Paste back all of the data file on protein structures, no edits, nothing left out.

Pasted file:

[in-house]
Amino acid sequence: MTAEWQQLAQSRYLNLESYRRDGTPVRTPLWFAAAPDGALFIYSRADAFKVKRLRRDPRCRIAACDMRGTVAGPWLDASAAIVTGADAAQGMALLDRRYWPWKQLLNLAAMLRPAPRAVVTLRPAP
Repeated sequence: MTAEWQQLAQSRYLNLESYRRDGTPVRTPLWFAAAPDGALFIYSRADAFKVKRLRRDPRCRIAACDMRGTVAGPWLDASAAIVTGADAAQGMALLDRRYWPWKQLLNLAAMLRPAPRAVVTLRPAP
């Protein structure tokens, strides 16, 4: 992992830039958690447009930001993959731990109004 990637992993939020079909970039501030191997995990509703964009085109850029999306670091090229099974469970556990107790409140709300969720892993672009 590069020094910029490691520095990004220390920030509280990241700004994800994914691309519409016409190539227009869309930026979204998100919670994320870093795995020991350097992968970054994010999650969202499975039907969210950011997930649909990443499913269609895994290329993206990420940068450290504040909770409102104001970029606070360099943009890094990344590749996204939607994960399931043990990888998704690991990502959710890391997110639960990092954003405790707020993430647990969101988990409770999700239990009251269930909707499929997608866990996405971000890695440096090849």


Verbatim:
[in-house]
Amino acid sequence: MTAEWQQLAQSRYLNLESYRRDGTPVRTPLWFAAAPDGALFIYSRADAFKVKRLRRDPRCRIAACDMRGTVAGPWLDASAAIVTGADAAQGMALLDRRYWPWKQLLNLAAMLRPAPRAVVTLRPAP
Repeated sequence: MTAEWQQLAQSRYLNLESYRRDGTPVRTPLWFAAAPDGALFIYSRADAFKVKRLRRDPRCRIAACDMRGTVAGPWLDASAAIVTGADAAQGMALLDRRYWPWKQLLNLAAMLRPAPRAVVTLRPAP
């Protein structure tokens, strides 16, 4: 992992830039958690447009930001993959731990109004 990637992993939020079909970039501030191997995990509703964009085109850029999306670091090229099974469970556990107790409140709300969720892993672009 590069020094910029490691520095990004220390920030509280990241700004994800994914691309519409016409190539227009869309930026979204998100919670994320870093795995020991350097992968970054994010999650969202499975039907969210950011997930649909990443499913269609895994290329993206990420940068450290504040909770409102104001970029606070360099943009890094990344590749996204939607994960399931043990990888998704690991990502959710890391997110639960990092954003405790707020993430647990969101988990409770999700239990009251269930909707499929997608866990996405971000890695440096090849």